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The NSO Group, which makes the Pegasus spyware used to target at least two dozen Indian citizens, has told The Quint that it “is not able to disclose who is or is not a client” but in the same paragraph reiterated that its software products are sold to no entity but governments.
In response to a list of questions to the Israeli cyberintelligence company asking it whether it entered into agreement with any Indian government agency, the NSO responded saying: “The sole purpose of NSO is to provide technology to licensed government intelligence and law enforcement agencies.”
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While IT Minister Ravi Shankar Prasad issued a statement on 31 October calling the incident a “breach of privacy” and has asked WhatsApp to reply by 4 November, the government has not yet made any statement indicating whether an investigation was launched to find out who has procured the spyware.
The company's official response also stated two significant policy measures.
First, the company “considers any other use of our products than to prevent serious crime and terrorism a misuse” and such use as witnessed on Indian citizens, “is contractually prohibited.”
Second, NSO Group also specifically stated that “we take action if we detect any misuse.”
Since Tuesday, The Quint has been able to confirm 20 Indian citizens who were targeted by Pegasus spyware. Those snooped upon are lawyers associated with the Elgar Parishad and Bhima Koregaon case, anti-caste activists and journalists reporting on defence.
While the NSO group’s statement on the issue did not address the India incident specifically and instead highlighted the lawsuit against it by WhatsApp owner Facebook, the response provides clarity on the company’s stance on the ongoing ‘snoopgate controversy’.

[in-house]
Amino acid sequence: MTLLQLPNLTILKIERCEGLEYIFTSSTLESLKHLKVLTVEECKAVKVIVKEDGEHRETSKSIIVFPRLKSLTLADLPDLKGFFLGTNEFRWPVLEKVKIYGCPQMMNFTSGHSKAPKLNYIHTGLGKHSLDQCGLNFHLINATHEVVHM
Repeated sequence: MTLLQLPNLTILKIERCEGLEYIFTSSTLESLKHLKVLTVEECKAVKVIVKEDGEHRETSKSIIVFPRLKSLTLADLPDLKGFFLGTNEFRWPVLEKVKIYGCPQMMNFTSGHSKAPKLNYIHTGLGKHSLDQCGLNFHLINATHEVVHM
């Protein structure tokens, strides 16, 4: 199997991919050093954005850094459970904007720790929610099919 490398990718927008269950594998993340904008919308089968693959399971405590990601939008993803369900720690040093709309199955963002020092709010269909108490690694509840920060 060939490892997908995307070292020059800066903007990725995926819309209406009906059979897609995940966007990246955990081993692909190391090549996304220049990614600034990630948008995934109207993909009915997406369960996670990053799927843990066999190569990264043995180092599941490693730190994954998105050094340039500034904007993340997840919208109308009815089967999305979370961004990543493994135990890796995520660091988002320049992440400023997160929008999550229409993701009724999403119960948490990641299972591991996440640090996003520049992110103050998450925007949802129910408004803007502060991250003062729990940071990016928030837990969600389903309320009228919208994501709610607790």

“Our technology is not designed or licensed for use against human rights activists and journalists. It has helped to save thousands of lives over recent years.”Pegasus spyware maker, NSO Group’s statement to
On Tuesday, several cyber experts, lawyers and digital rights activists urged the government to come forward and disclose if any of its agencies was involved in the procurement of the technology.
“The government should make full and frank disclosure on whether it procured the spyware, how were they used and whether any legal safeguards were put in place for its deployment,” Apar Gupta, executive director, Internet Freedom Foundation and Supreme Court advocate, told The Quint.
“To protect the ongoing public safety missions of its agency customers and given significant legal and contractual constraints, NSO Group is not able to disclose who is or is not a client or discuss specific uses of its technology,” the statement added.
Reproduced below is the full text of the response received from the NSO Group on Wednesday.
Regarding the lawsuit filed by Facebook, NSO has released the following statement:
“In the strongest possible terms, we dispute today’s allegations and will vigorously fight them. The sole purpose of NSO is to provide technology to licensed government intelligence and law enforcement agencies to help them fight terrorism and serious crime. Our technology is not designed or licensed for use against human rights activists and journalists. It has helped to save thousands of lives over recent years.
“The truth is that strongly encrypted platforms are often used by pedophile rings, drug kingpins and terrorists to shield their criminal activity. Without sophisticated technologies, the law enforcement agencies meant to keep us all safe face insurmountable hurdles. NSO’s technologies provide proportionate, lawful solutions to this issue.
“We consider any other use of our products than to prevent serious crime and terrorism a misuse, which is contractually prohibited. We take action if we detect any misuse. This technology is rooted in the protection of human rights – including the right to life, security and bodily integrity – and that’s why we have sought alignment with the U.N. Guiding Principles on Business and Human Rights, to make sure our products are respecting all fundamental human rights.”
On background, to protect the ongoing public safety missions of its agency customers and given significant legal and contractual constraints, NSO Group is not able to disclose who is or is not a client or discuss specific uses of its technology, as explained in its Transparency Statement of Principles. However, the company’s products are licensed to government intelligence and law enforcement agencies for the sole purpose of preventing and investigating terror and serious crime